Are their barriers impeding integration of variable energy resources to the electric grid? FERC wants to know:
The Federal Energy Regulatory Commission (Commission) seeks comment on the extent to which barriers may exist that impede the reliable and efficient integration of variable energy resources (VERs) into the electric grid, and whether reforms are needed to eliminate those barriers. In order to meet the challenges posed by the integration of increasing numbers of VERs, ensure that jurisdictional rates are just and reasonable, eliminate impediments to open access transmission service for all resources, facilitate the efficient development of infrastructure, and ensure that the reliability of the grid is maintained, the Commission seeks to explore whether reforms are necessary to ensure that wholesale electricity tariffs are just, reasonable and not unduly discriminatory. This Notice will enable the Commission to determine whether wholesale electricity tariff reforms are necessary.
Hmmm, “variable energy resources”? Does that mean things like steam generation units that can be adjusted up and down over some range (but not things like a gas turbine that is either on or off, but not adjustable in between)? No, they mean “variable but not very controllable energy resources” such as wind and solar power. They write: “For purposes of this proceeding, the term variable energy resource (VER) refers to renewable energy resources that are characterized by variability in the fuel source that is beyond the control of the resource operator.”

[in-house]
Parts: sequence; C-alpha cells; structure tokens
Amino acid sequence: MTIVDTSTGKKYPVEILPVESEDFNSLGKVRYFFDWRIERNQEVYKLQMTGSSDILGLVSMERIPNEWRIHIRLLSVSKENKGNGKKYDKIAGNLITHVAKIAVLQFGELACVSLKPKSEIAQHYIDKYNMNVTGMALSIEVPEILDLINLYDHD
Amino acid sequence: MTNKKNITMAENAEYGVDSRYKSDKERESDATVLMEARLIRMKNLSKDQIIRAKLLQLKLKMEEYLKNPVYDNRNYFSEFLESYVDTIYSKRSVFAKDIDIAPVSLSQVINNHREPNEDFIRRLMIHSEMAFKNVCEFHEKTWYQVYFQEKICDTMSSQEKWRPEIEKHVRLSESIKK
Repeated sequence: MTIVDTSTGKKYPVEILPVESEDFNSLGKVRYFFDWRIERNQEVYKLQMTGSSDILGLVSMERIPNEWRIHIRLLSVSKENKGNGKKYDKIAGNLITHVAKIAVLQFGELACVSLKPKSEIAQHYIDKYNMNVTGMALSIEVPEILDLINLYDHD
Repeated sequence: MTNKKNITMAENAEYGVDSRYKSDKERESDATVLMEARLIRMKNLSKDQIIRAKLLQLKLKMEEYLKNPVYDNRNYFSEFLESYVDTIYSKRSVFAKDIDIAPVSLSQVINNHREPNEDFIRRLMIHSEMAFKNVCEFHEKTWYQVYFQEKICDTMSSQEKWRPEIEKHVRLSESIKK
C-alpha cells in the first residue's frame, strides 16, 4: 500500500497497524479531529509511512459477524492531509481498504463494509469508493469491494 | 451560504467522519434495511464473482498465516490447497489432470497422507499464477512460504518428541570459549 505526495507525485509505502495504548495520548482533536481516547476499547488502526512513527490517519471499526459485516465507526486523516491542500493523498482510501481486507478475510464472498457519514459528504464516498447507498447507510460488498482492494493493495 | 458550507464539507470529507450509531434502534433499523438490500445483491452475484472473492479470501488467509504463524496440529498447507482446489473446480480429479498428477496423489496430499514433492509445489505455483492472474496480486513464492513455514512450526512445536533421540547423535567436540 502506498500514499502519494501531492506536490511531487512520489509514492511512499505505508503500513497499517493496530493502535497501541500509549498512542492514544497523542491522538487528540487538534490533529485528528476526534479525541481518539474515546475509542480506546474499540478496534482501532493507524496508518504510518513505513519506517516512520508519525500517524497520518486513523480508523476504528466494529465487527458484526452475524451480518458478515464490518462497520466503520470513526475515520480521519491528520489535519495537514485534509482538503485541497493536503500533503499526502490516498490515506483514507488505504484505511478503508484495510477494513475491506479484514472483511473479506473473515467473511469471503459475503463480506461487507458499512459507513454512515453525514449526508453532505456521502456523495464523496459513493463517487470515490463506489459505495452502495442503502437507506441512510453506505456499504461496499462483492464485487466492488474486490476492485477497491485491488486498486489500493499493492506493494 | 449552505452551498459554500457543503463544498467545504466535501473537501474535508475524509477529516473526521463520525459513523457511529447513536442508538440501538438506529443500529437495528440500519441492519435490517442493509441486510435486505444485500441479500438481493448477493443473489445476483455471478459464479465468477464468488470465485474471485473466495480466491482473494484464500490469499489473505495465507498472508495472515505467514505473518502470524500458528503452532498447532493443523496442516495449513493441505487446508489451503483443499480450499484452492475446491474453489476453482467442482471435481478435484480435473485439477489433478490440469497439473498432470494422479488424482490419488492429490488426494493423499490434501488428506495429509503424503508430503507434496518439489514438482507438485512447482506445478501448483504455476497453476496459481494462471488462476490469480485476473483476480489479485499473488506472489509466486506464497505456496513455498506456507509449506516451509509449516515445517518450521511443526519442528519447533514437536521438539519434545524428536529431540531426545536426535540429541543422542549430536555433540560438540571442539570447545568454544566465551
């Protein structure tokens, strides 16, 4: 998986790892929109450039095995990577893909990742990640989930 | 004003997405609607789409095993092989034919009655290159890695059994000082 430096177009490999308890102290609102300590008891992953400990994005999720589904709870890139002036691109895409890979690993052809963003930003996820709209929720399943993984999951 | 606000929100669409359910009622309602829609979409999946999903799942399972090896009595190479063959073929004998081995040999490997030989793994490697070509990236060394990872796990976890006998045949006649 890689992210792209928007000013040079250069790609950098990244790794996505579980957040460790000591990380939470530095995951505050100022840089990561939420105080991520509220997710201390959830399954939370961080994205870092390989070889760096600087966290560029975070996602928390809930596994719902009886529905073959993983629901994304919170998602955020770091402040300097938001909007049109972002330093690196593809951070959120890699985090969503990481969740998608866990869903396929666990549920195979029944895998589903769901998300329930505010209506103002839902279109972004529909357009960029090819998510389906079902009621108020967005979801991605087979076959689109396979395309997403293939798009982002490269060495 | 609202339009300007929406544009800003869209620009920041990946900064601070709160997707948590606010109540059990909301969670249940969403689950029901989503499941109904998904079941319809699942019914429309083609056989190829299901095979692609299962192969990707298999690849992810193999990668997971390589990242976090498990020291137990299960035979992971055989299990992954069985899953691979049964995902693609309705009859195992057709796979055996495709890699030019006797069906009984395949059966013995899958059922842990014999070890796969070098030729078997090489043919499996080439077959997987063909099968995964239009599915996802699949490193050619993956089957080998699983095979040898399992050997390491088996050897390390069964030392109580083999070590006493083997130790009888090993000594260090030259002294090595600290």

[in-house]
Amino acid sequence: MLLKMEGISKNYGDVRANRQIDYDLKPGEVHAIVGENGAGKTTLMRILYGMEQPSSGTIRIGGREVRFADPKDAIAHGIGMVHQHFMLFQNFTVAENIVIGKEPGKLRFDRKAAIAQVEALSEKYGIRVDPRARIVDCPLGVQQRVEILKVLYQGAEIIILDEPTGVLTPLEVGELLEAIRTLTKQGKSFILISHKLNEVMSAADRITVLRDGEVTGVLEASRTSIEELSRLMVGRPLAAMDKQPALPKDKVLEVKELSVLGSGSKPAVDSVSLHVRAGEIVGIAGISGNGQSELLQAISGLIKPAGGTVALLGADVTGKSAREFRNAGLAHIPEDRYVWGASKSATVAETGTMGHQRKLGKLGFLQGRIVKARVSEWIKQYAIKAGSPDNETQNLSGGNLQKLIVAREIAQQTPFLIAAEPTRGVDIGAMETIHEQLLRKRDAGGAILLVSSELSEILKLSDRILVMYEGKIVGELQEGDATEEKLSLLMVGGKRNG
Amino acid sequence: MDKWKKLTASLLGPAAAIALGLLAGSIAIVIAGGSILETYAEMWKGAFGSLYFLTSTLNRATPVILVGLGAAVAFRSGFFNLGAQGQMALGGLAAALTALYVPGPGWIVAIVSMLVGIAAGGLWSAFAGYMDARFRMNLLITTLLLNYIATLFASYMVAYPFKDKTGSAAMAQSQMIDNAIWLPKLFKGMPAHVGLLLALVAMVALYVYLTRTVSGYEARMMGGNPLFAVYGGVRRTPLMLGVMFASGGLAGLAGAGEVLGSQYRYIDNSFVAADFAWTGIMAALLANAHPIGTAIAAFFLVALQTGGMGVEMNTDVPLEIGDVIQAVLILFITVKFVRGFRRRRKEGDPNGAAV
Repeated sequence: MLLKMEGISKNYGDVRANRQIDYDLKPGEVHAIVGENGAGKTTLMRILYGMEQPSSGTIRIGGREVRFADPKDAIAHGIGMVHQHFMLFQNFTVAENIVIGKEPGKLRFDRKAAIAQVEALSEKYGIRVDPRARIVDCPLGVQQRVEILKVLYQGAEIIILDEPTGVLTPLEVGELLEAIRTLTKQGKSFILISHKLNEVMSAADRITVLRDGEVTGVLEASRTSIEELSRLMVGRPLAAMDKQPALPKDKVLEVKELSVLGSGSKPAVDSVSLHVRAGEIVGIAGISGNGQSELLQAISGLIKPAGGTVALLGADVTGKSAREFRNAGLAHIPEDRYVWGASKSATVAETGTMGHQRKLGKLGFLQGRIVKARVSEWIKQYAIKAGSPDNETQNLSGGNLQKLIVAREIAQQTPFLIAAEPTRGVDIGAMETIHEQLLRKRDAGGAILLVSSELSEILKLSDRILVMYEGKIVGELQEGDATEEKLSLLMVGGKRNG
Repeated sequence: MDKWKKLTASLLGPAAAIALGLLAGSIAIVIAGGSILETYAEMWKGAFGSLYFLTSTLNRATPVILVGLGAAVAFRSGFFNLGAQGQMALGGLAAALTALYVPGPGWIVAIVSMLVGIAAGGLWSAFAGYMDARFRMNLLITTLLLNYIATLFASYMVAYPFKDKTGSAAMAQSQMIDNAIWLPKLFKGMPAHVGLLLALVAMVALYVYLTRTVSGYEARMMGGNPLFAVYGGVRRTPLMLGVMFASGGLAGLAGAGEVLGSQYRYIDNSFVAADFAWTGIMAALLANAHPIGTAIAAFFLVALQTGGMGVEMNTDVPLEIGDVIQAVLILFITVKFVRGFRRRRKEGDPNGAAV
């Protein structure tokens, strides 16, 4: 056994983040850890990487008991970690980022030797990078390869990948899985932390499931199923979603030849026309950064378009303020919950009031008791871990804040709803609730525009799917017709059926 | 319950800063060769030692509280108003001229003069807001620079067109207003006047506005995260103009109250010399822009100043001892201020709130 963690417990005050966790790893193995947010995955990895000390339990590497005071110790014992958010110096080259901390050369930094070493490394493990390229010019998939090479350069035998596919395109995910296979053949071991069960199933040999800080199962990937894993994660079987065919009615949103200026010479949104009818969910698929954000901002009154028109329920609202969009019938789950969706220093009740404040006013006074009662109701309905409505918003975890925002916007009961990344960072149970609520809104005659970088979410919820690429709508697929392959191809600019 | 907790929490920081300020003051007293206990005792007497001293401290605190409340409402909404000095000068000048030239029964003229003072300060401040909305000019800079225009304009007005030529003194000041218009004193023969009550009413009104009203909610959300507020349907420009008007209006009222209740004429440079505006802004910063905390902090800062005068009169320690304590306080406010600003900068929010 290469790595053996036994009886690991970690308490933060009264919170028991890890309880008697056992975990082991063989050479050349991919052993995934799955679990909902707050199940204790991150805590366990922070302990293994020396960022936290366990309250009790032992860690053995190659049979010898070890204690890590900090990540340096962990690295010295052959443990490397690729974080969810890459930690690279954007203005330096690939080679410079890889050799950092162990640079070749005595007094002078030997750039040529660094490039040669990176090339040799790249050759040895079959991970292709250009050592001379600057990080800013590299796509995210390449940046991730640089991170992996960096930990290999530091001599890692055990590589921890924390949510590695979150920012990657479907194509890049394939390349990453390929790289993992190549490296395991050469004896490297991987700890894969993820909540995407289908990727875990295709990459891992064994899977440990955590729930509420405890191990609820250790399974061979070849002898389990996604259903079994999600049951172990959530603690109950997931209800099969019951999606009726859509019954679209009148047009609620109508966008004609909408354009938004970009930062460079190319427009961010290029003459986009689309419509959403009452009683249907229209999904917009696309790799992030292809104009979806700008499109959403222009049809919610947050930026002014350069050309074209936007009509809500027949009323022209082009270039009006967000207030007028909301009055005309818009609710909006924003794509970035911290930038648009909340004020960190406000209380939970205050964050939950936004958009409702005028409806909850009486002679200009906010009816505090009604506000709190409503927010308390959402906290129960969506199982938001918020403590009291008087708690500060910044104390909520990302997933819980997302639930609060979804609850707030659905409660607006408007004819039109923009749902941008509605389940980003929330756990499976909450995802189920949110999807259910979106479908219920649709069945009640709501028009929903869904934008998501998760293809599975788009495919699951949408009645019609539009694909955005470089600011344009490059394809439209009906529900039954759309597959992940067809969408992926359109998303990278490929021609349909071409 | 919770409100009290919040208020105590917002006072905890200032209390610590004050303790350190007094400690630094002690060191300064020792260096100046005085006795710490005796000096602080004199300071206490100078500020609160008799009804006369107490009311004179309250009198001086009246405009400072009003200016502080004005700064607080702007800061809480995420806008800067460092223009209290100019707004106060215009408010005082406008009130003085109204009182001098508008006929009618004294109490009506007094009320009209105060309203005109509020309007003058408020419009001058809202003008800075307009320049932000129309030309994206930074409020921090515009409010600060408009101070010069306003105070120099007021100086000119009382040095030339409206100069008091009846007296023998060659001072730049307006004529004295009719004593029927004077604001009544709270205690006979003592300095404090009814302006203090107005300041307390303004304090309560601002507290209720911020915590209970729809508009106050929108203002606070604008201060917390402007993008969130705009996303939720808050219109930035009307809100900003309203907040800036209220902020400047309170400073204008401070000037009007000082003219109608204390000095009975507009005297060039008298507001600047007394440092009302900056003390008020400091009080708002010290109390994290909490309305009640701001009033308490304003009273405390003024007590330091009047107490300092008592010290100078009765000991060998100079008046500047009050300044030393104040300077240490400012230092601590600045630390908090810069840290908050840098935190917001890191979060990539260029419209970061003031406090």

I wonder why they didn’t just use the term “renewable energy resources”? Were they afraid of offending hydro and geothermal interests? Are they hoping to ease the taint of not-very-controllable from renewable energy resources?
The proceeding is “Integration of Variable Energy Resources” (FERC RM10-11-000). In paragraph 10, FERC states:
Our goal is not to adopt rules that favor one type of supply source over another. Instead, the Commission’s purpose in this proceeding is to investigate market and operational reforms necessary to achieve two goals: first, to ensure that rates for jurisdictional service are just and reasonable, reflecting the implementation of practices that increase the efficiency of providing service; and second, to prevent VERs from facing undue discrimination. These goals are consistent with the requirements of sections 205 and 206 of the FPA.
The challenge here is in separating the “due discrimination” from the “undue discrimination,” which is to say the charges and special terms and conditions applied to VERs that are reasonable given the character of the resource from the charges, terms and conditions which are unreasonable.